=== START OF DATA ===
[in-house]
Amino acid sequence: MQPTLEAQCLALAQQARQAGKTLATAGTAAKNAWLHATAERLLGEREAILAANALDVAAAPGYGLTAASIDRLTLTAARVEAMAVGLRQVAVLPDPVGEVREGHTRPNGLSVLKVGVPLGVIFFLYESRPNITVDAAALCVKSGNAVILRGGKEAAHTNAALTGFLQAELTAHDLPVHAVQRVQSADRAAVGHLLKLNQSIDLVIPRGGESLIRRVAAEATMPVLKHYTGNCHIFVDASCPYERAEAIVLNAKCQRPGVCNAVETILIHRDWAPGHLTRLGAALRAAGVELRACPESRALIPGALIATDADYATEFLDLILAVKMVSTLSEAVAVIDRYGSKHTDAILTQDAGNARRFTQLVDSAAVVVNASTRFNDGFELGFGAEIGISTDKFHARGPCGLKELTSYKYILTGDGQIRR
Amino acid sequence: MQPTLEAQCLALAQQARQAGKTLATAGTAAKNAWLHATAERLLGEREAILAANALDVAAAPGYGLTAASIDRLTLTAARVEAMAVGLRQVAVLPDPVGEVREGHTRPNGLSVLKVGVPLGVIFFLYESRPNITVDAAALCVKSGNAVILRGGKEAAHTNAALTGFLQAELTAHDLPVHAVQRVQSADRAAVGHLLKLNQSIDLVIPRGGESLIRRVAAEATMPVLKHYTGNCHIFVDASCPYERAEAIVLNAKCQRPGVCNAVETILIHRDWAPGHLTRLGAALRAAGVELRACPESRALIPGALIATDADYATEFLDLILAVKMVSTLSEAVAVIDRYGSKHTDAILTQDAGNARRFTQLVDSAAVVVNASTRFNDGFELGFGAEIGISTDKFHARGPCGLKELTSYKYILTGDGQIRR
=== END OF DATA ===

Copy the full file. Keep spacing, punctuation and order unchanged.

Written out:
[in-house]
Amino acid sequence: MQPTLEAQCLALAQQARQAGKTLATAGTAAKNAWLHATAERLLGEREAILAANALDVAAAPGYGLTAASIDRLTLTAARVEAMAVGLRQVAVLPDPVGEVREGHTRPNGLSVLKVGVPLGVIFFLYESRPNITVDAAALCVKSGNAVILRGGKEAAHTNAALTGFLQAELTAHDLPVHAVQRVQSADRAAVGHLLKLNQSIDLVIPRGGESLIRRVAAEATMPVLKHYTGNCHIFVDASCPYERAEAIVLNAKCQRPGVCNAVETILIHRDWAPGHLTRLGAALRAAGVELRACPESRALIPGALIATDADYATEFLDLILAVKMVSTLSEAVAVIDRYGSKHTDAILTQDAGNARRFTQLVDSAAVVVNASTRFNDGFELGFGAEIGISTDKFHARGPCGLKELTSYKYILTGDGQIRR
Amino acid sequence: MQPTLEAQCLALAQQARQAGKTLATAGTAAKNAWLHATAERLLGEREAILAANALDVAAAPGYGLTAASIDRLTLTAARVEAMAVGLRQVAVLPDPVGEVREGHTRPNGLSVLKVGVPLGVIFFLYESRPNITVDAAALCVKSGNAVILRGGKEAAHTNAALTGFLQAELTAHDLPVHAVQRVQSADRAAVGHLLKLNQSIDLVIPRGGESLIRRVAAEATMPVLKHYTGNCHIFVDASCPYERAEAIVLNAKCQRPGVCNAVETILIHRDWAPGHLTRLGAALRAAGVELRACPESRALIPGALIATDADYATEFLDLILAVKMVSTLSEAVAVIDRYGSKHTDAILTQDAGNARRFTQLVDSAAVVVNASTRFNDGFELGFGAEIGISTDKFHARGPCGLKELTSYKYILTGDGQIRR